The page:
I first thought I'd title this article Financial News: For Entertainment Only, but then as I thought more about it, I concluded that for most investors, watching or listening to financial news is probably not that entertaining, and more likely is detrimental to their investment success. If the news is pessimistic, it probably will cause you to worry about your investments, and worst of all, change your rational investment strategy. If the news is optimistic, it may cause you to be somewhat greedy, and again, change your rational investment strategy (in a different way of course). As Warren Buffet said, as an investor, you're better off being fearful when others are greedy and greedy when others are fearful; here's the exact quote from his 2004 letter to stockholders: "Investors should remember that excitement and expenses are their enemies. And if they insist on trying to time their participation in equities, they should try to be fearful when others are greedy and greedy only when others are fearful."
So, if you have the discipline and mental fortitude to do the opposite of what the financial news makes you feel like doing, then perhaps it could be useful to you.
Behavioral Finance and Neuroeconomics are fields of academic research on investing that address topics like the one discussed above. If you want to learn more about how your brain is wired to make bad financial decisions (and how you can combat it), I recommend that you read Jason Zweig's excellent book, Your Money and Your Brain (Learn How the New Science of Neuroeconomics can Help Make You Rich).
Another result of academic research on investing that tells us that we shouldn't pay much attention to financial news is the Efficient Market Hypothesis (EMH). In its simplest form, it states that all known information is already reflected in market prices (e.g., stock prices). While there have been criticisms of this theory, if we reflect on it a bit, I think we can conclude that it's unlikely there's anything in the financial news (widely known information) that can help us make investment decisions. As soon as any financial news is disseminated, thousands of very intelligent, professional investors and traders know about it, and have the opportunity to instantly buy or sell stocks or other investments based on their analysis of the news. Do we really think that we are somehow smarter than all of these highly skilled traders and investors, and can somehow take advantage of the news in a way that they haven't already? Consider that for every expert or investor that is predicting doom and gloom, and selling stocks, there's another expert or investor on the other side of the trade, buying the same stocks.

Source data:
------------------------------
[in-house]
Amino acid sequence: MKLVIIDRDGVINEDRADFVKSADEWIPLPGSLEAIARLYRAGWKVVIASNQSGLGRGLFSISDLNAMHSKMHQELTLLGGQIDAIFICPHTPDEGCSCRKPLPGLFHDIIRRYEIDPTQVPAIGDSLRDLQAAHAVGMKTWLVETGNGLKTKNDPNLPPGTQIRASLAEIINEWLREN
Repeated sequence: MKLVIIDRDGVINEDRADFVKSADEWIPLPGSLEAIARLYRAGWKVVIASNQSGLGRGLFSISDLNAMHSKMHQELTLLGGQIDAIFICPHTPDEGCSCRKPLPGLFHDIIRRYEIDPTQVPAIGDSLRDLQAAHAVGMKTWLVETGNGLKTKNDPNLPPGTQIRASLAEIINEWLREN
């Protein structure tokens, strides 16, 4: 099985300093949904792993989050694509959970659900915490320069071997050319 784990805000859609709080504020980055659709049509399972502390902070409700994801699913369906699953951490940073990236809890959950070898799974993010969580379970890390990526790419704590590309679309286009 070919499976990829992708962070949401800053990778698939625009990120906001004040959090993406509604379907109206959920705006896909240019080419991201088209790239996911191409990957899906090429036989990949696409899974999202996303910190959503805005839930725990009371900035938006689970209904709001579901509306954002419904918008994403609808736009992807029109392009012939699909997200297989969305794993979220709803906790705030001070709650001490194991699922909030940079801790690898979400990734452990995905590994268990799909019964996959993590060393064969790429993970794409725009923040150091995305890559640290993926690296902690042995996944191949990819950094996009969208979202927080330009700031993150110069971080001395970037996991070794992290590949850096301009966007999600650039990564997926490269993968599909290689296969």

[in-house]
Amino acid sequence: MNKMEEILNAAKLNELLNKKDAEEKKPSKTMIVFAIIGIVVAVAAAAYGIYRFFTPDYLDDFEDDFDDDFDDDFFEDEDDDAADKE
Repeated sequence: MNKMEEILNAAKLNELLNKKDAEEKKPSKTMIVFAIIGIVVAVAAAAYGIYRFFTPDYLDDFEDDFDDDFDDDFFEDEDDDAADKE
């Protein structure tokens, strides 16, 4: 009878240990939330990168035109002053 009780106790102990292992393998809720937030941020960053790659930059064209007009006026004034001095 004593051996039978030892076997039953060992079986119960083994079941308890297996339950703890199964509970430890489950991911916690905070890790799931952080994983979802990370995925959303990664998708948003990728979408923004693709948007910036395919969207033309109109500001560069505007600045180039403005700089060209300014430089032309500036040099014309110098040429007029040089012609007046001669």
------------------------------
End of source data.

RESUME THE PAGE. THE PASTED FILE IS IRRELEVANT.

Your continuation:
Let's look at a current example: the U.S. budget deficit and debt.
Although I pay almost no attention to financial news (I used to, before I learned that it was bad for me), I do glance at MarketMinder.com now and then, and I hear things from people who are worried about this or that thing they've heard in the news. A big one now is the large and growing U.S. budget deficit and debt (the trade deficit is another one that people have been worried about for years). There are all kinds of worries about how this will be bad for stocks (e.g., it will lead to high inflation, which will be bad for stocks). Don't you think that most investors already know about the deficits, and are investing accordingly? I'm not saying that deficits definitely won't cause problems down the road, but just that we don't know that for certain (financial history actually indicates otherwise), and that it's unlikely that we can take advantage of this already widely know information to make investment decisions.